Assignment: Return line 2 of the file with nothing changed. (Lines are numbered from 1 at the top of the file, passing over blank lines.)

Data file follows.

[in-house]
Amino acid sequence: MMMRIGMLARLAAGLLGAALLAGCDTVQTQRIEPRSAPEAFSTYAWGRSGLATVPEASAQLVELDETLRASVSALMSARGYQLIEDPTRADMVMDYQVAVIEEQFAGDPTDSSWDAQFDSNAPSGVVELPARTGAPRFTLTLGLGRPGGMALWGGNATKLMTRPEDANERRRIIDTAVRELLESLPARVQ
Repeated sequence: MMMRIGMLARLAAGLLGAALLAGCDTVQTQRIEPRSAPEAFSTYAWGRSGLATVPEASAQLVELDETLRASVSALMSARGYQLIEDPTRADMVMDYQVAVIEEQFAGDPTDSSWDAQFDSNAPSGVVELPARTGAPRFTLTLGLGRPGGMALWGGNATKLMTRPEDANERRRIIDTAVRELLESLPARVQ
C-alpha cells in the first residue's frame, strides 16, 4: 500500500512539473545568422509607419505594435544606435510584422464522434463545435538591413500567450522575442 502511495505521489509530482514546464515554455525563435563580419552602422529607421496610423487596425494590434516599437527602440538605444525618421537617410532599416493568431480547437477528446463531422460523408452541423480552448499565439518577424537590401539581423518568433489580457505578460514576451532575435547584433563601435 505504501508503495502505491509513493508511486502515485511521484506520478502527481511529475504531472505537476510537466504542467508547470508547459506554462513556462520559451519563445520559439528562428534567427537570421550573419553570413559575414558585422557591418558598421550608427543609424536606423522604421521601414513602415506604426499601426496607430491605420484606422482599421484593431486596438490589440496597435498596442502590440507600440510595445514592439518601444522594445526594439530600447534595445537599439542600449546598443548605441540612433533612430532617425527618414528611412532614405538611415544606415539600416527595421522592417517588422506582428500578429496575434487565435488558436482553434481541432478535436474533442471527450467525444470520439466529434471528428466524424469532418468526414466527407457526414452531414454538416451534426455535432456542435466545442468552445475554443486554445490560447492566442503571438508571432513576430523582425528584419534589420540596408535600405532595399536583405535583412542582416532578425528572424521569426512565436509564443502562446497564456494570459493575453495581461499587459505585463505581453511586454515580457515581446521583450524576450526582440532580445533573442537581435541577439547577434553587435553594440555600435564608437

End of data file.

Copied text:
Amino acid sequence: MMMRIGMLARLAAGLLGAALLAGCDTVQTQRIEPRSAPEAFSTYAWGRSGLATVPEASAQLVELDETLRASVSALMSARGYQLIEDPTRADMVMDYQVAVIEEQFAGDPTDSSWDAQFDSNAPSGVVELPARTGAPRFTLTLGLGRPGGMALWGGNATKLMTRPEDANERRRIIDTAVRELLESLPARVQ